I was sitting in a restaurant, waiting for my dinner to arrive - the meat tortellini in a cheese cream sauce, in case you're wondering - when I saw a tweet by a Boston journalist I follow, Walter Frick.
this data from an accelerator claims no correlation between IQ and entreprenurial success. do you buy it? mashable.com/2013/02/11/ent…
— Walt Frick(@wfrick) February 19, 2013
My immediate reaction was something in the lines of "Perseverance and IQ not related? News at 11.". We started this debate that had so much potential, and having been spurred by a nicely full stomach, and still in a writing state of mind, after having finished a blog post for Zeppelin about how building a data-driven culture can help you improve your company, I decided to wrap up my thoughts in a blog post.
In my life so far, I've had the fortune of working with some amazing people. I started my career because of a very dedicated mentor who I still hold in the highest regard. We met in a summer school, almost 13 years ago. At the time, he was employed at a local IT company that was doing e-banking and studied physics. I must have done something right at that summer school, because he soon invited me to join the team for a summer project (I was still in primary school). And I would like to believe, that was the start of a good friendship. There are lots of stories connected with that time, but I will leave that to a different post. Next year, I went to high school. During the first year, Klemen (the awesome mentor), suggested that I write a research paper for school and in doing so, take part in a project at the Jozef Stefan Institute. Because of this, I met some amazing people at Cosylab and was given the opportunity to co-author a scientific paper and a chance to stand in front of a full hall of physics doctors at age 15, and talk about program generators. It was a humbling experience. At that moment, I started believing that age has nothing to do with what we are capable of achieving in life. It's all a matter of perseverance, motivation and having the right people around you to help guide you on your way.
I've stayed with Cosylab for about 5 years after that, gave several talks around Europe, and was a part of articles published around the world. I interned at DESY, a very respectable institute in Germany in my first year of college. I decided to study Computer Science (shocking, no?) but dropped out early on. I felt there was too much discrepancy between the real world and what I was being thought. And to much dismay of my parents and grandparents, I have still not graduated (nor do I have immediate plans to) - but in the real world, I have job offers, I am able to fulfil my dream and work with an amazing team in a startup in Boston. And this brings me to my next point - while in Boston, Davorin (one of Zeppelin's co-founders) and I took a walk through MIT. And we came across this plaque, that said something around the lines of "This common space was built by the class of XX in thanks for the amazing experience". And we both just stood there. When I meet people from MIT, or Harvard, they are proud to be a part of their school. So they are more likely to graduate, and because it's not free (like in Slovenia), I think they are additionally motivated. However, this does not, in my opinion, make them any more qualified to be successful in a startup.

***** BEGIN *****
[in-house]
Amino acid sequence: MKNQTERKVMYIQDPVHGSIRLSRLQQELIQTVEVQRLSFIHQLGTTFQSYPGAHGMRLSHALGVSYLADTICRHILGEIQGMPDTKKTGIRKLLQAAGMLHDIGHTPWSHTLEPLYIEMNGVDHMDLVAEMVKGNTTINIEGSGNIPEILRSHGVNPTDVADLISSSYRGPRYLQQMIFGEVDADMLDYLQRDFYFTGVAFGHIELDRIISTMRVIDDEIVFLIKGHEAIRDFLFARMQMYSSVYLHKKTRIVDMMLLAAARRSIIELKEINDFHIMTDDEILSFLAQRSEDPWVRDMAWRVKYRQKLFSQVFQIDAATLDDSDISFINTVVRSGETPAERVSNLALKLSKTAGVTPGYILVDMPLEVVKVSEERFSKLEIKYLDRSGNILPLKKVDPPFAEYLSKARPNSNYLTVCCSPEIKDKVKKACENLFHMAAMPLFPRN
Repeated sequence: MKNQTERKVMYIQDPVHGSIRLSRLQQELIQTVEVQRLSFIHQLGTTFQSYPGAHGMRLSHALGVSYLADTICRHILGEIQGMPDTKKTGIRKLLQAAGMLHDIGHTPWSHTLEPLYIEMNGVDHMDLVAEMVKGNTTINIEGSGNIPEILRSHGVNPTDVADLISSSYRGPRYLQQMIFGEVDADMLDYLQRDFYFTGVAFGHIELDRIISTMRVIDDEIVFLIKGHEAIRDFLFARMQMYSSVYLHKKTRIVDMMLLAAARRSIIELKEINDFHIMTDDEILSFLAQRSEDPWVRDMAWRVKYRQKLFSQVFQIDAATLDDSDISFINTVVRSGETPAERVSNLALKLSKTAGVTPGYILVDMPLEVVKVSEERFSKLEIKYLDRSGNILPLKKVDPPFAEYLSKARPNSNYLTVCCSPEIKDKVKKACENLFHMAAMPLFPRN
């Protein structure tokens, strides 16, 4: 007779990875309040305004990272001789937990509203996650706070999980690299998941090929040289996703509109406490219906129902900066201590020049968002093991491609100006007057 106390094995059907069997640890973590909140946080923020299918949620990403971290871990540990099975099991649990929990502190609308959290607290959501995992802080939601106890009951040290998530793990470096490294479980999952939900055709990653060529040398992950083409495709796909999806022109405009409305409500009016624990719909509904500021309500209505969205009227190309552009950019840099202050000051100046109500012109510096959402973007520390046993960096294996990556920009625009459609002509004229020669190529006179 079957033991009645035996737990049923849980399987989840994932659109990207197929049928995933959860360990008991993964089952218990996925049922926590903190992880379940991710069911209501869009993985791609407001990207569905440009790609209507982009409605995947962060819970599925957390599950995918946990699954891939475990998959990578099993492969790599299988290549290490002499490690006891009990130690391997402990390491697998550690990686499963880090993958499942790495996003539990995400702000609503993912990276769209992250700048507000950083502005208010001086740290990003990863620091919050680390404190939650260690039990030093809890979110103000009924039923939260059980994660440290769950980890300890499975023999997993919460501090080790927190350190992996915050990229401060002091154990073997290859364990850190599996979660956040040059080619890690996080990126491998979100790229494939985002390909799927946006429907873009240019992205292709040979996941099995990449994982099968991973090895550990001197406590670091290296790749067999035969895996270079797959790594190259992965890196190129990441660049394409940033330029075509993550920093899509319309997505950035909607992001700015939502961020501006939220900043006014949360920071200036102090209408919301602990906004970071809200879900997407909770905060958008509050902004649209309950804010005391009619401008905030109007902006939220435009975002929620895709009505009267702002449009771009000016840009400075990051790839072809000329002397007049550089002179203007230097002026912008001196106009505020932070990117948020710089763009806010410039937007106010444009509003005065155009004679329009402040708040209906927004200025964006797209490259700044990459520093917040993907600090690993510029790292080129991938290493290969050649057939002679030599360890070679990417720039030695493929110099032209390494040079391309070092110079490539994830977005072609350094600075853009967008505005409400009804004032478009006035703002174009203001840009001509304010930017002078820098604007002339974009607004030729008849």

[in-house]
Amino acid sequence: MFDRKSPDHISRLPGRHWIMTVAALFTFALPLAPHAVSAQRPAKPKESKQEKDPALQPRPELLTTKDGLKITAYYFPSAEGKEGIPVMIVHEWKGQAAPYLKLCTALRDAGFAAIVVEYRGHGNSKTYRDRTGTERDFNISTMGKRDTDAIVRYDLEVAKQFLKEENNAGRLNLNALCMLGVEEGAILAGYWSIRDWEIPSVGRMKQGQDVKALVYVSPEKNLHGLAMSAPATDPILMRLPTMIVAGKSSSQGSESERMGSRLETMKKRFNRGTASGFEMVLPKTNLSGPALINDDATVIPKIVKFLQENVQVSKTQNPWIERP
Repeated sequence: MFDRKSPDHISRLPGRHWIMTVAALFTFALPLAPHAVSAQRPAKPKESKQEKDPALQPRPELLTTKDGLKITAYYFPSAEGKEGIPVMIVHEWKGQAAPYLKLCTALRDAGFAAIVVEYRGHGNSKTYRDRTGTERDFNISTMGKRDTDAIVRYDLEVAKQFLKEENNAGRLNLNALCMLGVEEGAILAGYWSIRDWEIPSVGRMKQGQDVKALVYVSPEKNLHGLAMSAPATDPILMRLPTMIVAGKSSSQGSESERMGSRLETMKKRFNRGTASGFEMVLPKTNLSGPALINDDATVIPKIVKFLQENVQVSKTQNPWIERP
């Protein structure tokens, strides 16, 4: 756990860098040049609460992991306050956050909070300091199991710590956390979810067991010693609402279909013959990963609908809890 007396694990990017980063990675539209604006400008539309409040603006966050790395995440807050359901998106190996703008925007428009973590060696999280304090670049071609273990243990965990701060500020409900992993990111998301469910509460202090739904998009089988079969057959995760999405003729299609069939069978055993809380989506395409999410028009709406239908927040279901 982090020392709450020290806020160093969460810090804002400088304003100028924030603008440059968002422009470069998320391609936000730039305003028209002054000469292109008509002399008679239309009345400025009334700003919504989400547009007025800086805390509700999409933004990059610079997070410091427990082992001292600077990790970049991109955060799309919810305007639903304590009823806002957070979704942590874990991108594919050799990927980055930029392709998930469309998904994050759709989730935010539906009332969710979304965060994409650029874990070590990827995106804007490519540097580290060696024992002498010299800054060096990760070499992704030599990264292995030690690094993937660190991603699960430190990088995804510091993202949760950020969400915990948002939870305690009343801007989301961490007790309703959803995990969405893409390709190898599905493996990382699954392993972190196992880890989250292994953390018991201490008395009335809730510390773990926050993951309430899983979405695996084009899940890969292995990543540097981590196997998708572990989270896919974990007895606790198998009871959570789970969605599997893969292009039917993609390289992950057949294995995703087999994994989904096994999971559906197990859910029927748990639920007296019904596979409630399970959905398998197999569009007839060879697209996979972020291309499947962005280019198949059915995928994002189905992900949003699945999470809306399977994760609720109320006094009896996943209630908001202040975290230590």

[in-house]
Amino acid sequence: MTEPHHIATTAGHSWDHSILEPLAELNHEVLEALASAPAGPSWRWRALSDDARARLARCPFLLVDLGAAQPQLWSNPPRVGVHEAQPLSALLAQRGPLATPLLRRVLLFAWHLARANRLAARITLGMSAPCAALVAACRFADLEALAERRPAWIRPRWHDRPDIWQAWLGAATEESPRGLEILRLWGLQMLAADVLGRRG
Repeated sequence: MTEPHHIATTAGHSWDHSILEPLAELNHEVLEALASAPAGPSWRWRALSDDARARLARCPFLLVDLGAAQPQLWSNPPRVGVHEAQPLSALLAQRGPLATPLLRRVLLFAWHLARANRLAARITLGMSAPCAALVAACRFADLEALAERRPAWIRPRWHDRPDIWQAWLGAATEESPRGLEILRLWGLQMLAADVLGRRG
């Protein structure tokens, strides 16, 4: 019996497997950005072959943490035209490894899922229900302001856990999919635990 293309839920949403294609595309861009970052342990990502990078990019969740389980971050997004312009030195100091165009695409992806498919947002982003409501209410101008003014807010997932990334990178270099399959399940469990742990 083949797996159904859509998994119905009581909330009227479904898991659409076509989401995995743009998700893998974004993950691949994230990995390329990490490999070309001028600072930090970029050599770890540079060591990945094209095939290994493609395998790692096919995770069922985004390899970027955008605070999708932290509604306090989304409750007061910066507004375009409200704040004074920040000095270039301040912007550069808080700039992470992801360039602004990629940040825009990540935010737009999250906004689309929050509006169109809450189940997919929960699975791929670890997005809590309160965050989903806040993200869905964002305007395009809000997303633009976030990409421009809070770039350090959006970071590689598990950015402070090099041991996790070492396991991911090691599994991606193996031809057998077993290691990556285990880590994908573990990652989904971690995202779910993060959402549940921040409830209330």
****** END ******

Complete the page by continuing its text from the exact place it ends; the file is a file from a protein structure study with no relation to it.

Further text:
Let me explain: after leaving Cosylab to explore the world, I worked with, and met, a lot of interesting people, both with and without a college degree. But the successful ones were not the ones with a degree, but rather with perseverance again. They were the ones who worked late nights, took out mortgages on their homes to pay for the company bills, etc. And on the opposite end, I've worked with some (for a lack of a better word) idiots who were simply lucky. Some had no proper education, no motivation, yet were at the right place at the right time. Others had the education, but lacked real wold judgement. They made very questionable business decisions that were based solely on theory. Most of them failed completely - those still struggling, might learn, improve and become true entrepreneurs. After all, failure is often associated with true entrepreneurial success, right?
You used to have to be rich to make something out of your life. Being rich gave you the option to pay for school, to buy books, read, get educated... But today, as information is much more readily available (and almost free), it is much easier for people who want to learn, to find the way. It is my opinion, that successful people are not necessarily highly educated, high-IQ people. Granted, some are... But what you can say about all the successful entrepreneurs, with no exception, is that they have perseverance. They will continue and push on even when the going gets tough.
On a final note, I wrote in one of the reply tweets that this can spark the debate about entrepreneurship not being able to be taught - I generally agree with this. Accelerators like TechStars, in my opinion, do not simply teach you entrepreneurship they guide you on your way to understanding what that means, in much the same way as Klemen guided me on my journey to find out what I can do. Of course, knowing the theory and the regulations and all the boring stuff is nice to have, but you can always hire someone to do that for you. Being able to communicate a story, talking with mentors, knowing how to behave in meetings is something that you have to experience to learn - and something TechStars teaches you incredibly well. But coming up with a revolutionary idea, that's something that nobody can teach you. But it doesn't mean you can't.